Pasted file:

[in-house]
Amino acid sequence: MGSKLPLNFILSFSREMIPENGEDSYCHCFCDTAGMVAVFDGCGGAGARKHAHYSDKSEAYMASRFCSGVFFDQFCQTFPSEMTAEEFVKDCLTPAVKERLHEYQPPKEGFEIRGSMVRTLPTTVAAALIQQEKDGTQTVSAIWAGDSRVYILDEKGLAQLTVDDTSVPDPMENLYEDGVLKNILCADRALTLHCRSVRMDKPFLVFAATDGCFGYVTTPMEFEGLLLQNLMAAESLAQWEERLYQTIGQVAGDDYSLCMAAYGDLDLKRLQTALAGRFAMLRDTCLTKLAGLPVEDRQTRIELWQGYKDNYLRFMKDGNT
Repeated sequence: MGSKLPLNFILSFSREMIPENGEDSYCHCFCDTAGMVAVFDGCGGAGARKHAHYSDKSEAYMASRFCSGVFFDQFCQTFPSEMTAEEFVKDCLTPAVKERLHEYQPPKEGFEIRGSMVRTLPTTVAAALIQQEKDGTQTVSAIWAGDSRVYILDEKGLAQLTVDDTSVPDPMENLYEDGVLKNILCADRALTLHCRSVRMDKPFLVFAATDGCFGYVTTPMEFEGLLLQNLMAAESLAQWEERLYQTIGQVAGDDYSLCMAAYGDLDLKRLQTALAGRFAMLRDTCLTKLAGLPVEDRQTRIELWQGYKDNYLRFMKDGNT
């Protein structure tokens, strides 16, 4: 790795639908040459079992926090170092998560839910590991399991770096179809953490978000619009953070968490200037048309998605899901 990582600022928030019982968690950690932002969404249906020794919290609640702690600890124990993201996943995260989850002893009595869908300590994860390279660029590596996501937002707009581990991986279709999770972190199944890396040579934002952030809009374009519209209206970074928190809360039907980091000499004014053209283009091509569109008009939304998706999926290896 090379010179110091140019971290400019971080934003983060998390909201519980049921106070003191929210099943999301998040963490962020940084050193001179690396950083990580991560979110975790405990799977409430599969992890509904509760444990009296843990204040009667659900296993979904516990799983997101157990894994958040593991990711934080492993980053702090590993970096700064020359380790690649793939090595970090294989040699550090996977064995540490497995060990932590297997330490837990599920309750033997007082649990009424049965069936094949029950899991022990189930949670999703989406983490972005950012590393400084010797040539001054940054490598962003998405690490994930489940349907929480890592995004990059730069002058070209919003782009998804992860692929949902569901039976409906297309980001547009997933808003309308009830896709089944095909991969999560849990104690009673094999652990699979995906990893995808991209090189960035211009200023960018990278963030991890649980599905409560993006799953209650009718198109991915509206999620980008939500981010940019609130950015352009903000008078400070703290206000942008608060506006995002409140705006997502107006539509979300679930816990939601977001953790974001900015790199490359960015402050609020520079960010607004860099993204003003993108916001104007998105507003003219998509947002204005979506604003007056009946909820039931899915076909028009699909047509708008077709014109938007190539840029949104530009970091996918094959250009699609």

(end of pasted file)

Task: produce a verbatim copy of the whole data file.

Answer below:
[in-house]
Amino acid sequence: MGSKLPLNFILSFSREMIPENGEDSYCHCFCDTAGMVAVFDGCGGAGARKHAHYSDKSEAYMASRFCSGVFFDQFCQTFPSEMTAEEFVKDCLTPAVKERLHEYQPPKEGFEIRGSMVRTLPTTVAAALIQQEKDGTQTVSAIWAGDSRVYILDEKGLAQLTVDDTSVPDPMENLYEDGVLKNILCADRALTLHCRSVRMDKPFLVFAATDGCFGYVTTPMEFEGLLLQNLMAAESLAQWEERLYQTIGQVAGDDYSLCMAAYGDLDLKRLQTALAGRFAMLRDTCLTKLAGLPVEDRQTRIELWQGYKDNYLRFMKDGNT
Repeated sequence: MGSKLPLNFILSFSREMIPENGEDSYCHCFCDTAGMVAVFDGCGGAGARKHAHYSDKSEAYMASRFCSGVFFDQFCQTFPSEMTAEEFVKDCLTPAVKERLHEYQPPKEGFEIRGSMVRTLPTTVAAALIQQEKDGTQTVSAIWAGDSRVYILDEKGLAQLTVDDTSVPDPMENLYEDGVLKNILCADRALTLHCRSVRMDKPFLVFAATDGCFGYVTTPMEFEGLLLQNLMAAESLAQWEERLYQTIGQVAGDDYSLCMAAYGDLDLKRLQTALAGRFAMLRDTCLTKLAGLPVEDRQTRIELWQGYKDNYLRFMKDGNT
């Protein structure tokens, strides 16, 4: 790795639908040459079992926090170092998560839910590991399991770096179809953490978000619009953070968490200037048309998605899901 990582600022928030019982968690950690932002969404249906020794919290609640702690600890124990993201996943995260989850002893009595869908300590994860390279660029590596996501937002707009581990991986279709999770972190199944890396040579934002952030809009374009519209209206970074928190809360039907980091000499004014053209283009091509569109008009939304998706999926290896 090379010179110091140019971290400019971080934003983060998390909201519980049921106070003191929210099943999301998040963490962020940084050193001179690396950083990580991560979110975790405990799977409430599969992890509904509760444990009296843990204040009667659900296993979904516990799983997101157990894994958040593991990711934080492993980053702090590993970096700064020359380790690649793939090595970090294989040699550090996977064995540490497995060990932590297997330490837990599920309750033997007082649990009424049965069936094949029950899991022990189930949670999703989406983490972005950012590393400084010797040539001054940054490598962003998405690490994930489940349907929480890592995004990059730069002058070209919003782009998804992860692929949902569901039976409906297309980001547009997933808003309308009830896709089944095909991969999560849990104690009673094999652990699979995906990893995808991209090189960035211009200023960018990278963030991890649980599905409560993006799953209650009718198109991915509206999620980008939500981010940019609130950015352009903000008078400070703290206000942008608060506006995002409140705006997502107006539509979300679930816990939601977001953790974001900015790199490359960015402050609020520079960010607004860099993204003003993108916001104007998105507003003219998509947002204005979506604003007056009946909820039931899915076909028009699909047509708008077709014109938007190539840029949104530009970091996918094959250009699609």